Oil & Gas Law Report

Tag Archives: ODMA

Ohio Supreme Court issues key decisions on pending Dormant Mineral Act cases

This week, the Ohio Supreme Court issued key decisions on its pending Dormant Mineral Act (DMA) cases. The Supreme Court Announcement itemized the various decisions released this morning, which were further detailed in Court News Ohio . Only three cases received full opinions: Corban v. Chesapeake Exploration, L.L.C., Walker v. Shondrick-Nau and Albanese v. Batman, while the remaining cases were disposed of based on the authority of those three opinions.

Overall, the Corban opinion addresses the issues that were most anticipated by oil and gas lawyers around the state, finding that the 1989 version of the DMA applied a fixed look back from its effective date, and that it was only operative until its amendment in 2006. Critically, the Court also held that the 1989 DMA is not self-executing and that a surface owner was required to obtain a judicial determination of abandonment of a severed mineral interest under the 1989 DMA.  However, now that the 2006 version of the DMA has completely displaced any right to proceed under the 1989 DMA, only the 2006 version applies today.

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Ohio Supreme Court still mulling many questions about the Dormant Mineral Act

Last year we reported on the flood of appeals pouring in to the Ohio Supreme Court raising dozens of questions about the Ohio Dormant Mineral Act (DMA), which can be found at R.C. 5301.56. A year later we finally have a few answers and the surge of new DMA appeals seems to have subsided.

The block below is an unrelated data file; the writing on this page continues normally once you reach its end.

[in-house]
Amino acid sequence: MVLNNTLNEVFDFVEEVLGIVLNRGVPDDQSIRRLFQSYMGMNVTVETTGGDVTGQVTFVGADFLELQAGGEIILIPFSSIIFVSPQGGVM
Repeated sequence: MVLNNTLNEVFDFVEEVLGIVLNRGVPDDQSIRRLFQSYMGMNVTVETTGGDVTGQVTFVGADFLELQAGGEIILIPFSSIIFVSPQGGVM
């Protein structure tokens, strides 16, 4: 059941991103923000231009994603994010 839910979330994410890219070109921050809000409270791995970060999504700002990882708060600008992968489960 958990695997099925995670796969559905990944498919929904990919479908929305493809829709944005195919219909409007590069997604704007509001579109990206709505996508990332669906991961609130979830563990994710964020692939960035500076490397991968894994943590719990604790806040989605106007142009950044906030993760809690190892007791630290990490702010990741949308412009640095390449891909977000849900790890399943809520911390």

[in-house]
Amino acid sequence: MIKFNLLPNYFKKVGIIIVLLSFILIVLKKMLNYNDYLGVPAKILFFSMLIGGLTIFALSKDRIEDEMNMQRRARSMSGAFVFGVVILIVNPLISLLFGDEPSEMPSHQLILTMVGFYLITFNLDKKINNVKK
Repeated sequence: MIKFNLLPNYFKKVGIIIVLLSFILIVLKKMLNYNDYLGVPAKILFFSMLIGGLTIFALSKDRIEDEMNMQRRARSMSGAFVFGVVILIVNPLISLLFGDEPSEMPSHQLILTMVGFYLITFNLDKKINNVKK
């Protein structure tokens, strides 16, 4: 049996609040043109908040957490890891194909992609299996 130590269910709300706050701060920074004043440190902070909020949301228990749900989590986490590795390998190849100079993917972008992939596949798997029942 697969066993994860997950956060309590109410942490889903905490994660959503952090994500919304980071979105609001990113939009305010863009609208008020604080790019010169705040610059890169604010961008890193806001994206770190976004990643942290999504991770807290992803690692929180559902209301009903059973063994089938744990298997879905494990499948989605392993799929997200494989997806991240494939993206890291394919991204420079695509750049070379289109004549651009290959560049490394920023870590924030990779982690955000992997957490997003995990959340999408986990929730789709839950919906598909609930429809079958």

This blog post provides a comprehensive update on DMA cases that have been decided and which remain pending before the Ohio Supreme Court to date. Overall, two cases have been decided – Dodd v. Croskey and Chesapeake Exploration, L.L.C. v. Buell – and 13 cases presenting 39 questions of law have been accepted and remain pending. There are no pending DMA appeals that have not been accepted for review.…

Contradiction In The Ohio Dormant Minerals Act

Inconsistencies and ambiguities in the Ohio Dormant Minerals Act, Ohio Revised Code § 5301.56 (the “ODMA”), set the stage for legal battles that are just beginning.  Oil and gas operators may get caught in the crossfire.

Operators need to be aware of at least one glaring inconsistency in the current version[1] of the ODMA that sometimes makes it difficult to determine who owns a mineral interest that has been severed from the surface estate.  This inconsistency could render a lease meaningless, and make a lessee a trespasser, if the lease is not signed by the right party. …

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